U.S. Senate clash on aid to Egypt

Senate_capThe US Senate wants to keep in place restrictions on military aid to Egypt, setting up a clash with Cairo’s backers in the House.  The Senate foreign aid bill would require Secretary of State John Kerry to certify Egypt’s progress on several human rights and democracy metrics before releasing $1.3 billion in annual military aid, a provision that is missing from the House bill. The Senate bill, unlike the House version, also continues to withhold part of the yearly $150,000 in economic assistance to Egypt in order to pay for the legal bills of workers of nongovernmental organizations sentenced in connection with US-backed efforts to promote democracy in the country.

“While the Committee shares the Government of Egypt’s assessments regarding the threats posed by Islamic extremists in neighboring countries and the Sinai, the Committee remains concerned with the status of democracy, human rights, and the rule of law in Egypt,” says the nonbinding report that accompanies the foreign aid bill. “The Committee appreciates efforts by the Departments of State and Defense to update bilateral relations with Egypt, and expects that respect for human rights and the rule of law remain part of the strategic dialogue.”

The foreign aid bill for the fiscal year that starts Oct. 1 cleared the Appropriations Committee on July 9 and was posted online July 13.

Congress has gradually been lifting restrictions put in place after the Egyptian military ousted the country’s first democratically elected president, Mohammed Morsi, in 2013. US support for his anti-Muslim Brotherhood successor, Abdel Fattah al-Sisi, has been a priority for the pro-Israel American Israel Public Affairs Committee lobby.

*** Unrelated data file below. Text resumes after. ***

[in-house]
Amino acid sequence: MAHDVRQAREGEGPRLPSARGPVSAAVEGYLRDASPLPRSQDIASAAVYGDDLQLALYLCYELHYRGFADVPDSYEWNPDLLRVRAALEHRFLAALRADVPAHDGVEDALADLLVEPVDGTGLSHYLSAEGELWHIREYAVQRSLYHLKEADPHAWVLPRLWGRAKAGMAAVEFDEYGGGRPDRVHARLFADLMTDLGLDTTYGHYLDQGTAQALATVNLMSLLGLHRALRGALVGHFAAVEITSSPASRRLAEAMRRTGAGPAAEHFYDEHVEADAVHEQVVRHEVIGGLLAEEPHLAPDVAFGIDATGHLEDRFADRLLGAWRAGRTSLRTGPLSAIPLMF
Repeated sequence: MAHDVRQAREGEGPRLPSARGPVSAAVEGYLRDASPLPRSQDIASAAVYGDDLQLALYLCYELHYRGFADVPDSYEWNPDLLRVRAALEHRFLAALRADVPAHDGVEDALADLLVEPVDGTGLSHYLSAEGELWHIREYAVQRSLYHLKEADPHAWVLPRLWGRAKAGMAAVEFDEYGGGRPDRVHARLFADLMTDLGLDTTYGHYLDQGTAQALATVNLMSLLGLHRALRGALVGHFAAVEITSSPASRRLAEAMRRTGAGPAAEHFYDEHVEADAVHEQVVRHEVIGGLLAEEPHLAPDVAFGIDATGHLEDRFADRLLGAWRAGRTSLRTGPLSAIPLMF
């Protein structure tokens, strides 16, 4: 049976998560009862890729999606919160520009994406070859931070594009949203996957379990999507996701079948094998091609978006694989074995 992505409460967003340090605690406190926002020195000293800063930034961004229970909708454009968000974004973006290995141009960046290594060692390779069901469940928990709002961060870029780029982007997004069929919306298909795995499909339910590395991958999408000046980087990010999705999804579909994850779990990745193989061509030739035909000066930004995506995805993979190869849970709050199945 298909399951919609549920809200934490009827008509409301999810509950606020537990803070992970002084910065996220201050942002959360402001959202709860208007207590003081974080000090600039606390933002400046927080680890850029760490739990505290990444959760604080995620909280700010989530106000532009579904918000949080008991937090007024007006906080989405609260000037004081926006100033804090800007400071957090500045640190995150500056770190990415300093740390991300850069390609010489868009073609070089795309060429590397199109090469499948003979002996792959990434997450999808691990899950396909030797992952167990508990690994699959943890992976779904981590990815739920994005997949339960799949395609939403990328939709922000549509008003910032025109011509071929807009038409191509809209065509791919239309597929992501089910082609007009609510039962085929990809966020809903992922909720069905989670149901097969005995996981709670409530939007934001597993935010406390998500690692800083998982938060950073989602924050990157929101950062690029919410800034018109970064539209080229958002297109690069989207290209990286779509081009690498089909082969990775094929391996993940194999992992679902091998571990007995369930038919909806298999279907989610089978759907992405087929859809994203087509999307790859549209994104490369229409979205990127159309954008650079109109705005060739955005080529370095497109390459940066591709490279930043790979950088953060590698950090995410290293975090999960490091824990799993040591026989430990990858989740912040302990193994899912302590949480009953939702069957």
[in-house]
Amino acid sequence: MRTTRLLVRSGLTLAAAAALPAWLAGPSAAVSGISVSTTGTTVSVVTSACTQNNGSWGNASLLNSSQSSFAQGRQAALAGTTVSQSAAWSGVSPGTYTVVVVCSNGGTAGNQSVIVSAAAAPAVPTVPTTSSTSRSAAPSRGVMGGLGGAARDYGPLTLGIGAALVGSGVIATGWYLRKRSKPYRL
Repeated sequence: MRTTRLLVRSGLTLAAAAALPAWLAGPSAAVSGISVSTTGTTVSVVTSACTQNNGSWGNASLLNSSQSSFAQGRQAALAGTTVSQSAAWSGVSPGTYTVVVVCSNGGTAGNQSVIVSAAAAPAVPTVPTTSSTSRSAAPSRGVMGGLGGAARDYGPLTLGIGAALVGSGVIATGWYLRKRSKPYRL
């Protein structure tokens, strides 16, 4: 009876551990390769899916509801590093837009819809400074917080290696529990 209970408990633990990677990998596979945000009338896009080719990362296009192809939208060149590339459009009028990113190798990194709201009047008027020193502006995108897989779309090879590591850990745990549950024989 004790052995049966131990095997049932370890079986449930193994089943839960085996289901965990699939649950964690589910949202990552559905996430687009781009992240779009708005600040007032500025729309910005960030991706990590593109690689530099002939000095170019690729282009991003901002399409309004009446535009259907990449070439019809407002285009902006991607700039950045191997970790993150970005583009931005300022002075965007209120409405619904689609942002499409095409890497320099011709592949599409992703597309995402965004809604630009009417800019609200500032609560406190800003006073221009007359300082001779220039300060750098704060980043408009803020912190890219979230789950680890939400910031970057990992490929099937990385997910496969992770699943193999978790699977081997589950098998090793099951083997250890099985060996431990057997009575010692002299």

Both chambers agreed in December’s spending compromise to give Kerry the power to waive certification of Egypt’s progress on human rights if those standards can’t be met and keeping the aid flowing is deemed to be in America’s national security interest. The new House bill would do away with that certification, while the Senate keeps it in place — along with a requirement that the State Department, as a condition for using its waiver authority, explain in detail how Egypt is failing to meet congressional standards.

The House and Senate are also divided over whether to continue docking economic assistance for the costs associated with the arrest and trial of 43 nongovernmental organization workers — including 16 Americans — in 2011-13. The Americans were freed after the US Agency for International Development paid $4.6 million in bail money in 2012, while the Egyptian workers are serving suspended sentences save for a handful who have fled to Jordan and the United States.

The Senate bill would continue the FY 2015 policy of withholding the “equivalent to that expended by the [US] Government for bail, and by nongovernmental organizations for legal and court fees associated with democracy-related trials” until Egypt dismisses the convictions. The bill’s author, State and Foreign Operations panel Chairman Lindsey Graham, R-S.C., introduced legislation last year denouncing the charges as “politically motivated and invalid.” The House bill, however, does not mention the withholding, to the dismay of some democracy activists.

The policy is “small and symbolic, but I think important because 43 people’s lives were disrupted for the crime of helping Egypt develop its civil society,” said Leslie Campbell, the director of Middle East and North Africa programs at the National Democratic Institute, which saw several of its workers arrested. “I would find it quite disappointing if there was no recognition of … what happened.”

This article by Julian Pecquet, originally appeared in Al Monitor

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